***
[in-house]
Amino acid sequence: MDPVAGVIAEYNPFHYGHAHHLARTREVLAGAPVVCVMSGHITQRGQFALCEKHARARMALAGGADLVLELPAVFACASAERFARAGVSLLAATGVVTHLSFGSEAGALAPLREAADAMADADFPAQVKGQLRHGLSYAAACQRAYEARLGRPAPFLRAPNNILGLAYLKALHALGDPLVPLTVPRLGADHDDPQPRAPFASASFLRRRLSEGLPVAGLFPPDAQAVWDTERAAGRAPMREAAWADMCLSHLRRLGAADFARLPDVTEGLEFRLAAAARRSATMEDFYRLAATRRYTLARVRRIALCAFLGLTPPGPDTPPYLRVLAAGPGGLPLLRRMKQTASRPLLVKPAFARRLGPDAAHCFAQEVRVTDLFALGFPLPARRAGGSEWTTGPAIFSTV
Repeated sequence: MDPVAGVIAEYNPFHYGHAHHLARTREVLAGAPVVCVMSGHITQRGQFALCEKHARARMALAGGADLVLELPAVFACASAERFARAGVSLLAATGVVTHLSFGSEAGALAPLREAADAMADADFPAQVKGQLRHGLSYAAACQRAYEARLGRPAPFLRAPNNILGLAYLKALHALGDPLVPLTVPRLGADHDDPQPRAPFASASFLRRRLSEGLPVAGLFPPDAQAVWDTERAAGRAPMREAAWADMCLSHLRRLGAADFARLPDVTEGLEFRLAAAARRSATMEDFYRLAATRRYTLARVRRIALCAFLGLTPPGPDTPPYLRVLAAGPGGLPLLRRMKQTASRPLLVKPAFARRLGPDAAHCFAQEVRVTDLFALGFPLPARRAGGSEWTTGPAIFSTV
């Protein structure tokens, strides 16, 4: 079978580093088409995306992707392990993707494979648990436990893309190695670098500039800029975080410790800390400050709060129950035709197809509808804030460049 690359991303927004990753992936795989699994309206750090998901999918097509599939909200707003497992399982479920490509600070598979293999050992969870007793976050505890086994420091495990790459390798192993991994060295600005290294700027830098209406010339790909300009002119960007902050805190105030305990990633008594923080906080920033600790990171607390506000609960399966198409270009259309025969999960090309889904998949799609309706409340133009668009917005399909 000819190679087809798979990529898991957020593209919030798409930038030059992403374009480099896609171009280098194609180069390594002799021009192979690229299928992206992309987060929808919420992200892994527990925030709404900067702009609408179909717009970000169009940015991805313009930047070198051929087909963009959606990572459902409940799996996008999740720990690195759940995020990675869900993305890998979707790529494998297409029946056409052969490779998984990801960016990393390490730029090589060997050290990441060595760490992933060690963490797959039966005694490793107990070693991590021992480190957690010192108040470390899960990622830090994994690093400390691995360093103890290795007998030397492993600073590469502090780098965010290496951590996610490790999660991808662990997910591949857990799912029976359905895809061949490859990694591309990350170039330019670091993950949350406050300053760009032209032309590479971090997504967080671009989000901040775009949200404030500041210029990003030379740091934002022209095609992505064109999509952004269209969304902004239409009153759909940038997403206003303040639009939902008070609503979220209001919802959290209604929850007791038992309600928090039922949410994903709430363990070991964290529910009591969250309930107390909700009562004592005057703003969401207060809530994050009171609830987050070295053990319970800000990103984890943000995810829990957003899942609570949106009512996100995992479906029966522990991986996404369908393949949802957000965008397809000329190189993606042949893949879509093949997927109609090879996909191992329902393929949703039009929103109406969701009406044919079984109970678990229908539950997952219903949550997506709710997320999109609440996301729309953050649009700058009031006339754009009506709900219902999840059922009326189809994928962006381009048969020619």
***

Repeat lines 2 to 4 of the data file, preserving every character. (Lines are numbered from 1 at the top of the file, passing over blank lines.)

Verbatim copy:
Amino acid sequence: MDPVAGVIAEYNPFHYGHAHHLARTREVLAGAPVVCVMSGHITQRGQFALCEKHARARMALAGGADLVLELPAVFACASAERFARAGVSLLAATGVVTHLSFGSEAGALAPLREAADAMADADFPAQVKGQLRHGLSYAAACQRAYEARLGRPAPFLRAPNNILGLAYLKALHALGDPLVPLTVPRLGADHDDPQPRAPFASASFLRRRLSEGLPVAGLFPPDAQAVWDTERAAGRAPMREAAWADMCLSHLRRLGAADFARLPDVTEGLEFRLAAAARRSATMEDFYRLAATRRYTLARVRRIALCAFLGLTPPGPDTPPYLRVLAAGPGGLPLLRRMKQTASRPLLVKPAFARRLGPDAAHCFAQEVRVTDLFALGFPLPARRAGGSEWTTGPAIFSTV
Repeated sequence: MDPVAGVIAEYNPFHYGHAHHLARTREVLAGAPVVCVMSGHITQRGQFALCEKHARARMALAGGADLVLELPAVFACASAERFARAGVSLLAATGVVTHLSFGSEAGALAPLREAADAMADADFPAQVKGQLRHGLSYAAACQRAYEARLGRPAPFLRAPNNILGLAYLKALHALGDPLVPLTVPRLGADHDDPQPRAPFASASFLRRRLSEGLPVAGLFPPDAQAVWDTERAAGRAPMREAAWADMCLSHLRRLGAADFARLPDVTEGLEFRLAAAARRSATMEDFYRLAATRRYTLARVRRIALCAFLGLTPPGPDTPPYLRVLAAGPGGLPLLRRMKQTASRPLLVKPAFARRLGPDAAHCFAQEVRVTDLFALGFPLPARRAGGSEWTTGPAIFSTV
């Protein structure tokens, strides 16, 4: 079978580093088409995306992707392990993707494979648990436990893309190695670098500039800029975080410790800390400050709060129950035709197809509808804030460049 690359991303927004990753992936795989699994309206750090998901999918097509599939909200707003497992399982479920490509600070598979293999050992969870007793976050505890086994420091495990790459390798192993991994060295600005290294700027830098209406010339790909300009002119960007902050805190105030305990990633008594923080906080920033600790990171607390506000609960399966198409270009259309025969999960090309889904998949799609309706409340133009668009917005399909 000819190679087809798979990529898991957020593209919030798409930038030059992403374009480099896609171009280098194609180069390594002799021009192979690229299928992206992309987060929808919420992200892994527990925030709404900067702009609408179909717009970000169009940015991805313009930047070198051929087909963009959606990572459902409940799996996008999740720990690195759940995020990675869900993305890998979707790529494998297409029946056409052969490779998984990801960016990393390490730029090589060997050290990441060595760490992933060690963490797959039966005694490793107990070693991590021992480190957690010192108040470390899960990622830090994994690093400390691995360093103890290795007998030397492993600073590469502090780098965010290496951590996610490790999660991808662990997910591949857990799912029976359905895809061949490859990694591309990350170039330019670091993950949350406050300053760009032209032309590479971090997504967080671009989000901040775009949200404030500041210029990003030379740091934002022209095609992505064109999509952004269209969304902004239409009153759909940038997403206003303040639009939902008070609503979220209001919802959290209604929850007791038992309600928090039922949410994903709430363990070991964290529910009591969250309930107390909700009562004592005057703003969401207060809530994050009171609830987050070295053990319970800000990103984890943000995810829990957003899942609570949106009512996100995992479906029966522990991986996404369908393949949802957000965008397809000329190189993606042949893949879509093949997927109609090879996909191992329902393929949703039009929103109406969701009406044919079984109970678990229908539950997952219903949550997506709710997320999109609440996301729309953050649009700058009031006339754009009506709900219902999840059922009326189809994928962006381009048969020619």